Better And Better

If you don't draw yours, I won't draw mine.

Thursday, November 04, 2010

Things to come: Building To Existing Structure Is Hard.

When I was a ranch hand for my 17th summer, a large portion of my job was helping an alcoholic carpenter (and by "help," we mean, keep him sober and working) to build out an existing small 700 square foot hunting shack into a rambling 2500 square foot house with an upstairs and a patio. We kept it in the original theme of cedar, with corrugated steel roofing.

A problem was, that a shack that's been standing for 50+ years will pretty much never be square to anything. Wood warps. Ground shifts. Carpenters who thought that they were just building for a humble one-room building had no idea that this would become the great room (central living room) off of which the rest of a rather nice rustic show-home would be built. And did you catch that it stood in the middle, so that we had to build out away from it, in multiple directions?

In the end, it would have been a LOT easier just to have demolished the original structure, and started over. But we didn't. We radiused out our squares to obtuse and acute angles. We checked every abutment with a plumb bob and a protractor before cutting.

That's what I'm doing now, to fit a story of my own, built out of several experiences, to a story of Ambulance Driver's, again.

Stay tuned.

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7 Comments:

At Friday, November 05, 2010 8:48:00 PM, Blogger JPG said...

And a fine job y'all did of it, too. I've often wondered what became of that place. I flew over it 12 or 14 years back and it looked good then. I'll look forward to reading your collaboration with AD.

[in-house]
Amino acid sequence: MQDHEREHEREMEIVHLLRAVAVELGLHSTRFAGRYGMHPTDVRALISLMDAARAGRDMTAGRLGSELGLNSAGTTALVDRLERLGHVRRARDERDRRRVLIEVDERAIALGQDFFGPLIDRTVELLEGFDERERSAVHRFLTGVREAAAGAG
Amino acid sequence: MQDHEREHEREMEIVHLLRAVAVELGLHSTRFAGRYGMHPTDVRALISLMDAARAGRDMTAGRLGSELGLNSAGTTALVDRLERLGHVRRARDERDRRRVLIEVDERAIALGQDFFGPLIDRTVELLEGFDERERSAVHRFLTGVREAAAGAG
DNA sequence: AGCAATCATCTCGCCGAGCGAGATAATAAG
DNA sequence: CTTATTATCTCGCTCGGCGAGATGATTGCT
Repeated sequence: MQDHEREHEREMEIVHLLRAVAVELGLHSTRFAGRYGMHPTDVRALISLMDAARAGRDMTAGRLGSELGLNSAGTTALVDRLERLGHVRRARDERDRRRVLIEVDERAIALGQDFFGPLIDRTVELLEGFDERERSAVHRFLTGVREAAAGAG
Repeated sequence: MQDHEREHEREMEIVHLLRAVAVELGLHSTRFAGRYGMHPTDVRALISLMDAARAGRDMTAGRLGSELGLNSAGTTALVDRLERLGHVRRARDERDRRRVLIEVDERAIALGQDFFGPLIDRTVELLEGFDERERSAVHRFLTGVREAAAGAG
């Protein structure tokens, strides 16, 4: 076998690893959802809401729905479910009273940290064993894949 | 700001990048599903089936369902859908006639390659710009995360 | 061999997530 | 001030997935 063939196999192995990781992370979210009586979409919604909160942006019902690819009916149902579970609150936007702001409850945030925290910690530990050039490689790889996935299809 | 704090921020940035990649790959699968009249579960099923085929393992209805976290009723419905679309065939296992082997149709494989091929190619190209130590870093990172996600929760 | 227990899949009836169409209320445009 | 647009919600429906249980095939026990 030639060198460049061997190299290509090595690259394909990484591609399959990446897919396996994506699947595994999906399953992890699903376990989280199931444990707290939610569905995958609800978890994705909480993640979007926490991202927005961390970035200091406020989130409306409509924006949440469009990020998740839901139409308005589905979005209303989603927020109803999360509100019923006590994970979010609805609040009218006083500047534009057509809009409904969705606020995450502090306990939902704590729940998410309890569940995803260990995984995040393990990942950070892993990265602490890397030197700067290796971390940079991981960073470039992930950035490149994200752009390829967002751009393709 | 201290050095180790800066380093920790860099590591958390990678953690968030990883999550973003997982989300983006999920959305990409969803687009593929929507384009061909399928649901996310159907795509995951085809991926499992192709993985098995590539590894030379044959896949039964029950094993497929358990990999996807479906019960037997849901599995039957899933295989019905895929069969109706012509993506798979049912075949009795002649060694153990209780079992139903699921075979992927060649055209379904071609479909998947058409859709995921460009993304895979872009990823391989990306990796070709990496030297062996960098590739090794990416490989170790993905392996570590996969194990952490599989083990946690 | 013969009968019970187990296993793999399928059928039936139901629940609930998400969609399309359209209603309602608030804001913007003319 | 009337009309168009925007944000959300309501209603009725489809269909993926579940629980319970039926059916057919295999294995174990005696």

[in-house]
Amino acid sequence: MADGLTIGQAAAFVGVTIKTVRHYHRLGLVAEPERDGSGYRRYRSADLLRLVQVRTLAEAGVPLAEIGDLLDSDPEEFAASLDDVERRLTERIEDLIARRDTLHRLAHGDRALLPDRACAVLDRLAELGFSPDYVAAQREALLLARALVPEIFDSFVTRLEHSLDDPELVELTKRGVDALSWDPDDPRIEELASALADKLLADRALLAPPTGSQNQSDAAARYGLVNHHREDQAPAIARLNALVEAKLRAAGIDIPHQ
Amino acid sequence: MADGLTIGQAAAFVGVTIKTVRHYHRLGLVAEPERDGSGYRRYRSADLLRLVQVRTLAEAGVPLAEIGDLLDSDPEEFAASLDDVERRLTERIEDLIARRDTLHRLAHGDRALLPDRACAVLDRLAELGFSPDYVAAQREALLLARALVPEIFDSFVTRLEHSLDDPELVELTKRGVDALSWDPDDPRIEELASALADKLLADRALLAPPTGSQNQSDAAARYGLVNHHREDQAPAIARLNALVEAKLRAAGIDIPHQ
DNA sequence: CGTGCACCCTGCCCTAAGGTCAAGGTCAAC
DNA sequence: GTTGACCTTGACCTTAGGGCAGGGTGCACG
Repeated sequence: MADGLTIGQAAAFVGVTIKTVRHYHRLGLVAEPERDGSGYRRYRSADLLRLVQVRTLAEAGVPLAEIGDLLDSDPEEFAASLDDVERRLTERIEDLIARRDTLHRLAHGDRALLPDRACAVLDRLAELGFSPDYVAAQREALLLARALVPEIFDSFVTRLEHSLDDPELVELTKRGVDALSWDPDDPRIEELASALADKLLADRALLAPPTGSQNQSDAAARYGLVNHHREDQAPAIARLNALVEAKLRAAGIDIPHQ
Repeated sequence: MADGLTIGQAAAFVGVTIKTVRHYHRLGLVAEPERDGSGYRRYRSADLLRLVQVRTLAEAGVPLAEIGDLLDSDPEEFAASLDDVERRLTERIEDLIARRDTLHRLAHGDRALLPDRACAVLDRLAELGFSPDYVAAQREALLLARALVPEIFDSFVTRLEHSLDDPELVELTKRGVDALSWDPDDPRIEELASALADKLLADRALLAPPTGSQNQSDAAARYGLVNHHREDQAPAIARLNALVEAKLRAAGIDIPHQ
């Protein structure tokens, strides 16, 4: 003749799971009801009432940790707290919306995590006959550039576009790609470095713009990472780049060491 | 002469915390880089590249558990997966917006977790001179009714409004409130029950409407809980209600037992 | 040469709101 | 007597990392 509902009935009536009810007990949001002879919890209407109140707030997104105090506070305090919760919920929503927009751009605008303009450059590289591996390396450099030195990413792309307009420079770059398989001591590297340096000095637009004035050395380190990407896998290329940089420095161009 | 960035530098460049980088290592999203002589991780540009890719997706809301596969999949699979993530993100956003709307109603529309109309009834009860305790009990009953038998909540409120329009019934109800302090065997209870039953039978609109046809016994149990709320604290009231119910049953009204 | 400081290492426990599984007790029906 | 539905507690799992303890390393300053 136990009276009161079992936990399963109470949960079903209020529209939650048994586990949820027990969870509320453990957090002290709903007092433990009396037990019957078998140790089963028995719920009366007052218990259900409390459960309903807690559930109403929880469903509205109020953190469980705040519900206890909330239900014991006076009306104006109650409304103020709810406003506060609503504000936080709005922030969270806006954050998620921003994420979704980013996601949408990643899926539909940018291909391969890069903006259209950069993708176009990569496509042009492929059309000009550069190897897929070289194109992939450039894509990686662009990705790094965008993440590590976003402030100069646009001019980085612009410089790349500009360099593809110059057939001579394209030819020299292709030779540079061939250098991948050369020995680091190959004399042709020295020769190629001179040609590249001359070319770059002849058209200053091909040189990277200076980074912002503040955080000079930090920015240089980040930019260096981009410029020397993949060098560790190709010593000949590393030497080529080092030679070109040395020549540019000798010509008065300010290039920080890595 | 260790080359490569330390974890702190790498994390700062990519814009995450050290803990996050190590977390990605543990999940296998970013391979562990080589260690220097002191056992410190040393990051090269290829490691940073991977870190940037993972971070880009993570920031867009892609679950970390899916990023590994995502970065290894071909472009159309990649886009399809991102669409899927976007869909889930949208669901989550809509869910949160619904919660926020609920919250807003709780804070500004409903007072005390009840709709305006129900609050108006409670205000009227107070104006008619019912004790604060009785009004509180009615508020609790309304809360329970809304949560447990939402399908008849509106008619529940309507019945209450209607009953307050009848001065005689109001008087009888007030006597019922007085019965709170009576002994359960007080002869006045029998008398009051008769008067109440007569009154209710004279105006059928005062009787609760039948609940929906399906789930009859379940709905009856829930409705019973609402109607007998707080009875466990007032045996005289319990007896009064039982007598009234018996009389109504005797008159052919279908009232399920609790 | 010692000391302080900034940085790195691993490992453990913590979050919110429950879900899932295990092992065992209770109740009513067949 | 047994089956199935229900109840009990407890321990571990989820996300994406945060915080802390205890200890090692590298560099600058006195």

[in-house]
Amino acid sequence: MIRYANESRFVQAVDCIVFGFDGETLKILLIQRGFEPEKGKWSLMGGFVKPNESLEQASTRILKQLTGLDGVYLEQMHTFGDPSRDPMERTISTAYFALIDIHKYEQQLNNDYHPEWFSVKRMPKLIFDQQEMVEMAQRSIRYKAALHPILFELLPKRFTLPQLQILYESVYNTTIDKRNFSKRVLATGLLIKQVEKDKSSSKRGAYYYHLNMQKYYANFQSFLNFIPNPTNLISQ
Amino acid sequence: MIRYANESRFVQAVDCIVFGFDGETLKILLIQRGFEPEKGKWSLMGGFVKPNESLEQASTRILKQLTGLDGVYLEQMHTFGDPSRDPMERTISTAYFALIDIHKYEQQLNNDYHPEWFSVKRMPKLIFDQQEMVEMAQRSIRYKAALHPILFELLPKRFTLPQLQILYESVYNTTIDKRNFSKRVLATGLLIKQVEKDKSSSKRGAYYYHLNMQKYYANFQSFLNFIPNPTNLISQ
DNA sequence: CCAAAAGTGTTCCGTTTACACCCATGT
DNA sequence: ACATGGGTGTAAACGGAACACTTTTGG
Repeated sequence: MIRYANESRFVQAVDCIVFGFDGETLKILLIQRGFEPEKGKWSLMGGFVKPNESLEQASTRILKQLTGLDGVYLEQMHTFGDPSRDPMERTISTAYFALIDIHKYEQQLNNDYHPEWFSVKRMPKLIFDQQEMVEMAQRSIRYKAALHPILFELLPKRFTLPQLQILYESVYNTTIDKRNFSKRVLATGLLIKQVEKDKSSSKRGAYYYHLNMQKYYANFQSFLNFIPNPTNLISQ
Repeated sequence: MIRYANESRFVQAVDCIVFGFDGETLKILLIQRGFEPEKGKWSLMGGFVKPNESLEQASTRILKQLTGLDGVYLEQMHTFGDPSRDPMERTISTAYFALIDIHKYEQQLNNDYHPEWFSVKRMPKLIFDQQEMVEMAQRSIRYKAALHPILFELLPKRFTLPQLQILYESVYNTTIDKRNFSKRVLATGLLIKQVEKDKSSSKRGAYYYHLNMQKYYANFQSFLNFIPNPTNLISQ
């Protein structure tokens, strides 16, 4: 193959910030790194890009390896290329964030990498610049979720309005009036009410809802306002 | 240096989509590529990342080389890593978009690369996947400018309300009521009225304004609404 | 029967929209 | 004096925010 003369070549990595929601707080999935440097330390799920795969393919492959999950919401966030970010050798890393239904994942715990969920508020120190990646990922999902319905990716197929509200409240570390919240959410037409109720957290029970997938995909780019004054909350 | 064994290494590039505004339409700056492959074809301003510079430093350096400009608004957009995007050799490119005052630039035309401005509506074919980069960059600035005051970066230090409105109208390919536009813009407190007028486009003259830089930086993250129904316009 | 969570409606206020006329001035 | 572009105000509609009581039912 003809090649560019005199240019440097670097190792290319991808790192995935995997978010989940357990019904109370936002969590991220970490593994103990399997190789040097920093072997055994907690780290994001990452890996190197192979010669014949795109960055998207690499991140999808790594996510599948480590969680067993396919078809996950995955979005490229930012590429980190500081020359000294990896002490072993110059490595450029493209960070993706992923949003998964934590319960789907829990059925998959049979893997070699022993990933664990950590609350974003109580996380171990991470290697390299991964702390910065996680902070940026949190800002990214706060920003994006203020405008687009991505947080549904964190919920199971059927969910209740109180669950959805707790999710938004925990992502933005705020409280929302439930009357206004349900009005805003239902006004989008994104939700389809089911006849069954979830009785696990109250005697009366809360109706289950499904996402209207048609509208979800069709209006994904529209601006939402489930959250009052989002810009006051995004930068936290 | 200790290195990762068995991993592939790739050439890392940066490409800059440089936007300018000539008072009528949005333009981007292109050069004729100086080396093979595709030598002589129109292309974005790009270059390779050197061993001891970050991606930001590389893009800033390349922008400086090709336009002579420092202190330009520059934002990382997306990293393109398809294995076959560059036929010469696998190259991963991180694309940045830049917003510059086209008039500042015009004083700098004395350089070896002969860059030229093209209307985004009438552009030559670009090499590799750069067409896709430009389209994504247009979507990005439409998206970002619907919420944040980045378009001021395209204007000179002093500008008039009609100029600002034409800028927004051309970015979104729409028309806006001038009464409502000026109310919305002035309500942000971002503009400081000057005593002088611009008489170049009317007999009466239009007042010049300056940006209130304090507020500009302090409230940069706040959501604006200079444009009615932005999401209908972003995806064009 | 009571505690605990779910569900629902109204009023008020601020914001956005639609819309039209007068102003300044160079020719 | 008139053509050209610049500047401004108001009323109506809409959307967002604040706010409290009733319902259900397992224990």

At Saturday, November 06, 2010 10:57:00 AM, Blogger Old NFO said...

That had to have been an experience on MANY levels Matt :-)

 
At Monday, November 08, 2010 2:01:00 PM, Anonymous Anonymous said...

I know that process well. We live in a wooden house built in 1908. Ketchikan receives an average of 13.5 feet of rain a year. Even then, we are less than half a bubble off level.
Raw lumber in most of the house, some still showing blade cuts. The main longitudinal members are 12"x18"x45', CLEAR.
Look forward to the AD stories.
Hunter
Alaska

 
At Monday, November 08, 2010 2:04:00 PM, Blogger Matt G said...

HUNTER:
I hate you, just a little bit. If I didn't have other priorites, sir...

I'd be AK LE. Maybe after retirement.

 
At Tuesday, November 09, 2010 12:42:00 PM, Blogger SpeakerTweaker said...

Can we expect a third on this one, like the old days, or is this a two-man flight?



tweaker

 
At Sunday, November 14, 2010 8:17:00 PM, Blogger Justthisguy said...

When adding to old work, toss yer square, yer level and yer plumb bob. Learn to think like a marine carpenter. Nothing in a ship or boat is square, or plumb. The bevel gauge is your friend.

 
At Sunday, November 14, 2010 8:29:00 PM, Blogger Justthisguy said...

@Anonymous of 2:01, November 8.

I, too, hate you a little bit. The ex-Sweety's recently built house does not have solid joists under its floors, but rather built-up ones, just like the wing spars in a wooden airplane. If you jump up and down in her house, you can feel the whole place shake. I like a bit more redundant toughness in my structures than that. Besides, what if a crazy electrician shows up with a saw and a drill?

WV: autimasc. Not me, I don't mask my autitude.

 

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